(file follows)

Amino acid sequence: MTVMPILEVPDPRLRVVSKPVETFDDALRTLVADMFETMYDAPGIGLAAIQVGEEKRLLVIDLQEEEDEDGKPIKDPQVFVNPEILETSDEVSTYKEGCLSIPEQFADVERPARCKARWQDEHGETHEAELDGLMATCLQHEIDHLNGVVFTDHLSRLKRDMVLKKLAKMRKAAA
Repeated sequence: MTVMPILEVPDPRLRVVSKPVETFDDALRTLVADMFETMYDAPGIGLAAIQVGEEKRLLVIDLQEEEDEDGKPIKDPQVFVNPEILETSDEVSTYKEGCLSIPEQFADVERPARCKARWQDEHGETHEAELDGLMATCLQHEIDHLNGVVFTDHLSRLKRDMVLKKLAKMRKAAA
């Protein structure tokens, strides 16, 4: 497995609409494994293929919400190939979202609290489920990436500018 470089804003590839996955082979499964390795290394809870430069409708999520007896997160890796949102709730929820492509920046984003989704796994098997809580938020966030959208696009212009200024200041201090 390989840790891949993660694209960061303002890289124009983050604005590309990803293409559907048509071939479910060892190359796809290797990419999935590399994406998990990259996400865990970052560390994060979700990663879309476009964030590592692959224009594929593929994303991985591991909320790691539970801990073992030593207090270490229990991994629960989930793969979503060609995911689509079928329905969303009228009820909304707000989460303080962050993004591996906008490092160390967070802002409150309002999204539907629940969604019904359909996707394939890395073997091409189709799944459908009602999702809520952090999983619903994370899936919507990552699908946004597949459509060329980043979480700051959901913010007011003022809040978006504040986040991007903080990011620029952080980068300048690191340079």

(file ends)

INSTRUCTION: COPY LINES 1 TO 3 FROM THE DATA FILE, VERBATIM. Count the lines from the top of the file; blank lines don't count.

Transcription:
Amino acid sequence: MTVMPILEVPDPRLRVVSKPVETFDDALRTLVADMFETMYDAPGIGLAAIQVGEEKRLLVIDLQEEEDEDGKPIKDPQVFVNPEILETSDEVSTYKEGCLSIPEQFADVERPARCKARWQDEHGETHEAELDGLMATCLQHEIDHLNGVVFTDHLSRLKRDMVLKKLAKMRKAAA
Repeated sequence: MTVMPILEVPDPRLRVVSKPVETFDDALRTLVADMFETMYDAPGIGLAAIQVGEEKRLLVIDLQEEEDEDGKPIKDPQVFVNPEILETSDEVSTYKEGCLSIPEQFADVERPARCKARWQDEHGETHEAELDGLMATCLQHEIDHLNGVVFTDHLSRLKRDMVLKKLAKMRKAAA
């Protein structure tokens, strides 16, 4: 497995609409494994293929919400190939979202609290489920990436500018 470089804003590839996955082979499964390795290394809870430069409708999520007896997160890796949102709730929820492509920046984003989704796994098997809580938020966030959208696009212009200024200041201090 390989840790891949993660694209960061303002890289124009983050604005590309990803293409559907048509071939479910060892190359796809290797990419999935590399994406998990990259996400865990970052560390994060979700990663879309476009964030590592692959224009594929593929994303991985591991909320790691539970801990073992030593207090270490229990991994629960989930793969979503060609995911689509079928329905969303009228009820909304707000989460303080962050993004591996906008490092160390967070802002409150309002999204539907629940969604019904359909996707394939890395073997091409189709799944459908009602999702809520952090999983619903994370899936919507990552699908946004597949459509060329980043979480700051959901913010007011003022809040978006504040986040991007903080990011620029952080980068300048690191340079």